Even before Work & Pensions Secretary James Purnell’s shock resignation last night, the Westminster grapevine was alive with claims that Darling was going to be kicked sideways to make room for Gordon Brown’s close ally Ed Balls as Chancellor. Balls, goes the gossip, is preferred by the PM because he is ‘more political’.
But since Darling seems to have managed to hang onto his job through some of the most chaotic few days in recent political history, perhaps he is more political than his colleagues give him credit for. A view which his apparent rejection of the job of Home Secretary reinforces. The Home Office has been the graveyard of many a political talent, a position so professionally perilous that it makes being Chancellor of the Exchequer – even in a recession – look like a breeze by comparison.
Even more extraordinary is the news that The Apprentice's 'Surallen' Sugar has been appointed Entrepreneurship Tsar - a last ditch attempt to generate some positive PR if ever we saw one. Since Sugar's re-invention as a reality TV star, his business interests have not exactly been thundering ahead - indeed, most of his money is now in property, hardly the most enterprsing of sectors.
As far Darling, he probably doesn’t have too many friends in business after his handling of the recession and the huge budget deficits he has run up. But on the other hand some consistency at the Treasury may not be a bad thing.
In the end it may have been a simple shortage of suitably loyal allies that forced PM Brown to let Darling stay put. But he did manage to find someone to run the Home Office – former health secretary Alan Johnson will replace Jacqui Smith, who quit following the expenses scandal. John Denham replaces Hazel Blears as Communities Secretary, and Defence Secretary John Hutton is also leaving the cabinet, but says he remains loyal to Brown.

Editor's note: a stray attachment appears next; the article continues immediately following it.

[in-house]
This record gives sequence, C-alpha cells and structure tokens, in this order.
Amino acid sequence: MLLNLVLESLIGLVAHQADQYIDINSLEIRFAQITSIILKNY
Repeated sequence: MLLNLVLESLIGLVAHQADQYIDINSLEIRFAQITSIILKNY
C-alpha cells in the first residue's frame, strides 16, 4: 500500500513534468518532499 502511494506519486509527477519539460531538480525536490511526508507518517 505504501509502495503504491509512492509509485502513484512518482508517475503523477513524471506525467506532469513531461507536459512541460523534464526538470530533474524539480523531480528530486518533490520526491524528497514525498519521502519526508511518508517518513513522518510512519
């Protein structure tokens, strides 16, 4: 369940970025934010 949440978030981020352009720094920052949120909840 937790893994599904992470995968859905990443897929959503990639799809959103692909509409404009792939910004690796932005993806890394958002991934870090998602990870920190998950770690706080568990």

Ed Balls may have missed out on a new job, but his wife Yvette Cooper does rather better. She goes from Treasury Chief Secretary to replace James Purnell at the DWP. Liam Byrne from the cabinet office takes over her old job.
It’s a measure of the flat panic abroad in the corridors of power today that this emergency reshuffle seems to be happening on an ad hoc basis. The exact make up of the new cabinet remains unclear, as Brown struggles to demonstrate that he still retains the following of sufficient big Labour names to carry on as PM.
If you ever wanted proof that Harold Wilson ‘s four-decade old observation that ‘A week is a long time in politics’ remains bang up to date, the extraordinary events of the last few days would do very nicely. Since Tuesday the government has lost five ministers - Jacqui Smith, Hazel Blears, Beverley Hughes , Tom Watson and last night James Purnell. Six if you include Hutton.
Even Gordon Brown’s staunchest supporters must be coming to the conclusion that the end game of the New Labour project is now under way. Watch this space.